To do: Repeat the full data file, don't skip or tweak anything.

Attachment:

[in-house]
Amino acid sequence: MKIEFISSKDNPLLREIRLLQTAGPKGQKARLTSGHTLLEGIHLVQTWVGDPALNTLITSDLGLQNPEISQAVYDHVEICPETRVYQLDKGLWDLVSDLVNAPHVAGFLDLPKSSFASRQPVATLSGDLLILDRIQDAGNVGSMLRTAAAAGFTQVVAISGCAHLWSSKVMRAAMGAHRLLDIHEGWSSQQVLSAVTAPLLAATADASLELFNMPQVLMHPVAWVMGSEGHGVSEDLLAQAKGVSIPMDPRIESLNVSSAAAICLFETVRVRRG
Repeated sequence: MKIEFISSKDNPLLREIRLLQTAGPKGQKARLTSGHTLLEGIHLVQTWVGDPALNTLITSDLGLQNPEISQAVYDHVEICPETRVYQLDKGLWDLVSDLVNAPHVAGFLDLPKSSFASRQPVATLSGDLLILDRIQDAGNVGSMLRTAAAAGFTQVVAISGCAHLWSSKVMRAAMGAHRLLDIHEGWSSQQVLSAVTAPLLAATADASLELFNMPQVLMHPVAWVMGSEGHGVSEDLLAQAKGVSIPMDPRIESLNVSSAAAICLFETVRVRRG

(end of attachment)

[in-house]
Amino acid sequence: MKIEFISSKDNPLLREIRLLQTAGPKGQKARLTSGHTLLEGIHLVQTWVGDPALNTLITSDLGLQNPEISQAVYDHVEICPETRVYQLDKGLWDLVSDLVNAPHVAGFLDLPKSSFASRQPVATLSGDLLILDRIQDAGNVGSMLRTAAAAGFTQVVAISGCAHLWSSKVMRAAMGAHRLLDIHEGWSSQQVLSAVTAPLLAATADASLELFNMPQVLMHPVAWVMGSEGHGVSEDLLAQAKGVSIPMDPRIESLNVSSAAAICLFETVRVRRG
Repeated sequence: MKIEFISSKDNPLLREIRLLQTAGPKGQKARLTSGHTLLEGIHLVQTWVGDPALNTLITSDLGLQNPEISQAVYDHVEICPETRVYQLDKGLWDLVSDLVNAPHVAGFLDLPKSSFASRQPVATLSGDLLILDRIQDAGNVGSMLRTAAAAGFTQVVAISGCAHLWSSKVMRAAMGAHRLLDIHEGWSSQQVLSAVTAPLLAATADASLELFNMPQVLMHPVAWVMGSEGHGVSEDLLAQAKGVSIPMDPRIESLNVSSAAAICLFETVRVRRG